A long-time fan of plastic cameras, Argentinean writer and photographer Lorraine Healy is the author of “Tricks With A Plastic Wonder,” a manual for achieving better results with a Holga camera. In this article, Healy describes why she is deeply impressed by the Holga 135BC.
When I was writing my eBook on the Holga cameras, I made the assumption that I would be covering as many Holga models as I could get my hands on—_medium format_ Holgas, that is. I would not even deign to take a look at 35mm Holgas, which I considered an afterthought and beside the point. After all, you couldn’t even shoot through the sprockets with them! Who would want a 35mm Holga? In short, I completely ignored them, except for the fun Holga half-frame.
About a year later, I received a very kind comment from a Lomo friend, who said “he was looking forward to reading the book and learning more about his all-time favorite camera, the Holga 135BC.” The what? I had to go into the Internet and find what this was: the 35mm Holga with black corners (BC), a form of deep dark vignette around the frame.
I felt ashamed by my rather haughty dismissal of a camera I had never seen, and I promptly got myself one. At the time, the only one I found available was used, but it seemed pretty serviceable. I had been working on a long-time project of shooting old storefronts, modeled after James and Karla Murray on the old storefronts of New York City. I had been playing with several cameras, trying to find the one that would fit this project the best. My #1 choice, the Holga 120, was really not the best tool for this—in general, the square format does not do true justice to the landscape format required by the storefront, and it ends up needing to be cropped, which is a real waste of film.
The Holga half-frame seemed like it would be a reliable way to go: it could go vertical or horizontal as needed, and it provided double the amount of shots on a given roll. But when I saw the first results, I found them lacking. I was looking for a certain kind of look, which I could not even define in words, but that I felt sure I would recognize when I saw it.
I took the Holga135BC with me on a road trip to Portland, Oregon, in early 2016. I decided to use it for old storefronts and signs, which were plentiful in Portland, but I also shot with it on the road itself. It was when I saw the image below that I knew I had found my perfect camera for the old storefronts project. Finally! This was the style of image I wanted for these disappearing places full of character and individuality.
The 135BC has a simple 47mm f/8 lens, plastic of course, the same four zone-focusing distances as its bigger 120 sibling, and the extra strong vignetting denoted by the “black corners” in its name. As is also the case with the medium format Holgas, the lens tends to be more precise in its center and it tends to fall away at all its edges. I loved the softness of the ancient Portland Photo Store image, because it almost made the saturation of color “carry the weight” of the composition. Its magnificent reproduction of color is one of the reasons why I find the Holga 135BC also perfect for abstract work, as in the images below.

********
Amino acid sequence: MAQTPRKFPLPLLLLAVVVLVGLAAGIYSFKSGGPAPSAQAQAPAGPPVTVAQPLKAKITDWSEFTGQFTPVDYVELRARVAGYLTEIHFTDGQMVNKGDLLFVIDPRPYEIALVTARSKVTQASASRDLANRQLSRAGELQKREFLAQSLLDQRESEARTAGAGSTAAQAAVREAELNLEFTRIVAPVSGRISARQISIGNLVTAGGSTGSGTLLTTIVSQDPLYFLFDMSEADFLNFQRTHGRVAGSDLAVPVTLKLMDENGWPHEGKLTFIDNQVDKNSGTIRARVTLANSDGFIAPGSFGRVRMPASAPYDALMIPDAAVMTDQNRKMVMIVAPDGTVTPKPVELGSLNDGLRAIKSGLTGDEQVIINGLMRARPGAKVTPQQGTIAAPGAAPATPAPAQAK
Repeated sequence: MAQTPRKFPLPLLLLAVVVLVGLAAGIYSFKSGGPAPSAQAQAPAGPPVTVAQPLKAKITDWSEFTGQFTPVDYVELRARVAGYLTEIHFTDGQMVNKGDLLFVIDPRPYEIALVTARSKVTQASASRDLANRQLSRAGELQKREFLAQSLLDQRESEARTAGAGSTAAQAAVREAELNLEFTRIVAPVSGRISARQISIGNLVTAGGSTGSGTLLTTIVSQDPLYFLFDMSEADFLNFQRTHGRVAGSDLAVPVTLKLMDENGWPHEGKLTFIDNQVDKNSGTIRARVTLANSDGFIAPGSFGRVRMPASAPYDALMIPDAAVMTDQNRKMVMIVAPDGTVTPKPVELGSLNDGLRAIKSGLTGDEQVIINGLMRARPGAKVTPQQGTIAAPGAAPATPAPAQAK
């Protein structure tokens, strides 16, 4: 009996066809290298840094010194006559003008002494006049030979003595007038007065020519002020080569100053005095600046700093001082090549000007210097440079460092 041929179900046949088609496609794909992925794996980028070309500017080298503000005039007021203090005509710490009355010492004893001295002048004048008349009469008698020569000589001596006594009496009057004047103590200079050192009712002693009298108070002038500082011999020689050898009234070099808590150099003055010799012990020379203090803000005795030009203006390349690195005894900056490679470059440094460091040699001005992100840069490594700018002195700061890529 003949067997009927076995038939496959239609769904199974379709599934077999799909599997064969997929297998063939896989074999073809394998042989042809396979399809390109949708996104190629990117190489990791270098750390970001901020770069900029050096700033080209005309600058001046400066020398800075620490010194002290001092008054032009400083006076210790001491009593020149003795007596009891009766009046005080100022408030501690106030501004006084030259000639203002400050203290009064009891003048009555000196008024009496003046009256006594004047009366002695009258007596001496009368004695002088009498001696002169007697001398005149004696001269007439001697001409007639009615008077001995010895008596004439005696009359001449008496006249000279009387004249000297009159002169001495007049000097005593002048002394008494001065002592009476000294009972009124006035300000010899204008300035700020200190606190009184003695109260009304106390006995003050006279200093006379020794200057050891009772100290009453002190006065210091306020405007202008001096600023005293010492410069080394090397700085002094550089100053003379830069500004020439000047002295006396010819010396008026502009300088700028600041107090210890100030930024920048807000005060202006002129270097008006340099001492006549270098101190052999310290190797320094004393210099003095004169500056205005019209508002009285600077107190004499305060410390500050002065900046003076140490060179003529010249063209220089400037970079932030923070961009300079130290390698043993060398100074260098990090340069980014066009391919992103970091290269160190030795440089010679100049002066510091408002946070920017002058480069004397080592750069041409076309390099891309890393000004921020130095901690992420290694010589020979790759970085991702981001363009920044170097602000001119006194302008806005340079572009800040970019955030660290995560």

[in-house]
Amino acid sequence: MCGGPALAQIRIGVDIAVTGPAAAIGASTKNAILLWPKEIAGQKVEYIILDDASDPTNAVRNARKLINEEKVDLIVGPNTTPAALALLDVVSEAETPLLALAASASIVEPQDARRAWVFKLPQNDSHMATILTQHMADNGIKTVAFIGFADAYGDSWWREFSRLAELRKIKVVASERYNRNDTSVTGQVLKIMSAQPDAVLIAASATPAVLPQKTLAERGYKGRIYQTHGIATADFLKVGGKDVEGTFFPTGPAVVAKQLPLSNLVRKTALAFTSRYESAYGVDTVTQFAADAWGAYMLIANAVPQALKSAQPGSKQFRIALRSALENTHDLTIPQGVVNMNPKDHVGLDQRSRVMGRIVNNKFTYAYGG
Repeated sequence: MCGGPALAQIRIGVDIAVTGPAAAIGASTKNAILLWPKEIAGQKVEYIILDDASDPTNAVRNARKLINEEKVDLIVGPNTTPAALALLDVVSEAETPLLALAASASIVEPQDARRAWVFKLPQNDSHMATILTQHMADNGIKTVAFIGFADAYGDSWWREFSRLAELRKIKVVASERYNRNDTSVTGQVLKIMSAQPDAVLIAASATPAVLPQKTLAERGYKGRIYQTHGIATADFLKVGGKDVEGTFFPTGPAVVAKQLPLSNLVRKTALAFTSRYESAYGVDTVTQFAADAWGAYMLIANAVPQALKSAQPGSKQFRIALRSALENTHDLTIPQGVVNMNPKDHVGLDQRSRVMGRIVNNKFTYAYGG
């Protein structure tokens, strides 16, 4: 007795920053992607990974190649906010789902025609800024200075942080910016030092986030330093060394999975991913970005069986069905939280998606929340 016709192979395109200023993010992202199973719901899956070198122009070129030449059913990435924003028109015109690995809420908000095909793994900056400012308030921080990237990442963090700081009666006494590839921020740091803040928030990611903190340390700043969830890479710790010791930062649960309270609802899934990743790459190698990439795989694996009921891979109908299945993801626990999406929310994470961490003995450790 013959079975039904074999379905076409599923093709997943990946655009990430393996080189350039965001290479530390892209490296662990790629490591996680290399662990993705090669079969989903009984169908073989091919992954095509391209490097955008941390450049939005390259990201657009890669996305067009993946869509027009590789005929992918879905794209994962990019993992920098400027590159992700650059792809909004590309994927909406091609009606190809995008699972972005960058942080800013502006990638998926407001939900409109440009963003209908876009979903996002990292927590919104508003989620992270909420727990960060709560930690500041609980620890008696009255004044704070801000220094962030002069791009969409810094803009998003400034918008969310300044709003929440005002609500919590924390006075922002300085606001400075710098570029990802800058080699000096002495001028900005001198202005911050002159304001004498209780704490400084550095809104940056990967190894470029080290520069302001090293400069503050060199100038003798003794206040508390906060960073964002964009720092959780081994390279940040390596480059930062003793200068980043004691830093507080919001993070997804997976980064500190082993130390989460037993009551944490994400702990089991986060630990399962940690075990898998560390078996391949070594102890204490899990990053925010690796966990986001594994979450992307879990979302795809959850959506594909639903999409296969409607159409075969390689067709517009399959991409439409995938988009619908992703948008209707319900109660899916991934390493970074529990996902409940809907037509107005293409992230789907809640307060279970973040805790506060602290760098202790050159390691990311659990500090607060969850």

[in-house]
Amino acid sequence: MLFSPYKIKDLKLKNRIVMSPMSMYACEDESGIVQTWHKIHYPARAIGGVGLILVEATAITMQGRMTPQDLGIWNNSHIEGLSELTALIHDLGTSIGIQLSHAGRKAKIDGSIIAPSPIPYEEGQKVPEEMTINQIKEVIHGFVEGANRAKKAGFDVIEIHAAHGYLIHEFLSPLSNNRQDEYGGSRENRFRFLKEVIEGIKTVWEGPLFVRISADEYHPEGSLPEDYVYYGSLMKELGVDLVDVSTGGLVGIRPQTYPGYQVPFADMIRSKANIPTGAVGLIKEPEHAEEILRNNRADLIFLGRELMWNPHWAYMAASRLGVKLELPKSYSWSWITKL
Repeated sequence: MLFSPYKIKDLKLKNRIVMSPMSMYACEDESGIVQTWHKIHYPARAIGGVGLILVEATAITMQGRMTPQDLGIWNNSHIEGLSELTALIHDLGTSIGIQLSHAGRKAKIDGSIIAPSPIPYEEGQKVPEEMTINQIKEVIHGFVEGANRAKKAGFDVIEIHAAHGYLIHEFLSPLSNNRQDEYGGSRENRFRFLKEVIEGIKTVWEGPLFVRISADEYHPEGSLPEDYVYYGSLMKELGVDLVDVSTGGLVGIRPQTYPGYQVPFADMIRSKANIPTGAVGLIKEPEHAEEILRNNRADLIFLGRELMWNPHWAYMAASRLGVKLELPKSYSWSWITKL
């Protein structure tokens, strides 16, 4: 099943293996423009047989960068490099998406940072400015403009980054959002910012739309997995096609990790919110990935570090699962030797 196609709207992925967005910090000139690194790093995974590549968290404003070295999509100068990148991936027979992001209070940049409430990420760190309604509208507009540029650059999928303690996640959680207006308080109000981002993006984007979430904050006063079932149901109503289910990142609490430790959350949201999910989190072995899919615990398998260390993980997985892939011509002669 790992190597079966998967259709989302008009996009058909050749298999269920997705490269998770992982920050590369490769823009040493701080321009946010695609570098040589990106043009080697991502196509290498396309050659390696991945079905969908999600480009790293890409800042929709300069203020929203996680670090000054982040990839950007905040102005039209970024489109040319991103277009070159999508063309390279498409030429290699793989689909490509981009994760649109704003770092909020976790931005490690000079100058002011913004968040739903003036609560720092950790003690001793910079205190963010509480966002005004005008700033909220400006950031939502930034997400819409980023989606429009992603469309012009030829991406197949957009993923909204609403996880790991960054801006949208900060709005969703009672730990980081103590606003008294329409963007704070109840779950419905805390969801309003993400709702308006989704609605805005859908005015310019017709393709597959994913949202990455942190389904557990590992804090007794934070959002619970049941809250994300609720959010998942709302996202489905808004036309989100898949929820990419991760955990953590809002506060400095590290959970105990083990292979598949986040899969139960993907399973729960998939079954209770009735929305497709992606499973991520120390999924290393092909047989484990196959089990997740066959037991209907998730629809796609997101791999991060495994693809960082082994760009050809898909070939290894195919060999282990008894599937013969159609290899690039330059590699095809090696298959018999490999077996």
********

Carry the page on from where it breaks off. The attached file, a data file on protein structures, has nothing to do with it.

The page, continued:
So the Holga 135BC became the main camera for my old storefronts project. The 47mm lens (which to me feels more like a 60mm, but that’s my subjective impression!) even allows me to shoot from the car window in places where it feels like the area might be a little dicey to go walking around, or when I literally don’t have time to park and go shooting. I see and old store or old sign, grab the Holga 135bc, and shoot through my rolled-down window. In almost two years of heavy use, I have found that Lomography Color Negative 400 film works perfectly for this camera in most light instances, but I can switch to Lomography Color Negative 100 film if it is really light—as it was during the day in Illinois’s Route 66 this past June. But any color film will work beautifully, 100 iso for strong light, 400 iso for most other situations.
I was going gangbusters on my old storefront project, and I was planning on continuing with it in my native Buenos Aires, where the same phenomenon of old, distinctive, non-chain commerce being razed to the ground and replaced by stores and buildings that look like any place in the world is also taking place. But here I ran into a problem: in Buenos Aires oldest and narrowest streets (likeliest to have the oldest stores in the land), the Holga 135BC put me too close to the storefronts themselves, and I had to literally stand on the street (putting my life at certain risk!) to get the shot. I realized this project might require two or three different cameras to complete, allowing for the different distances permissible for shooting depending on the place. And this is how I came to incorporate the Superheadz Slim & Wide camera into my project, but that will be the subject of a next article.
Lorraine Healy (@lorrainehealy) is an Argentinean writer and photographer living in the Pacific Northwest. A long-time fan of plastic cameras and she is the author of “Tricks With A Plastic Wonder,” a manual for achieving better results with a Holga camera, available as an eBook from Amazon.com.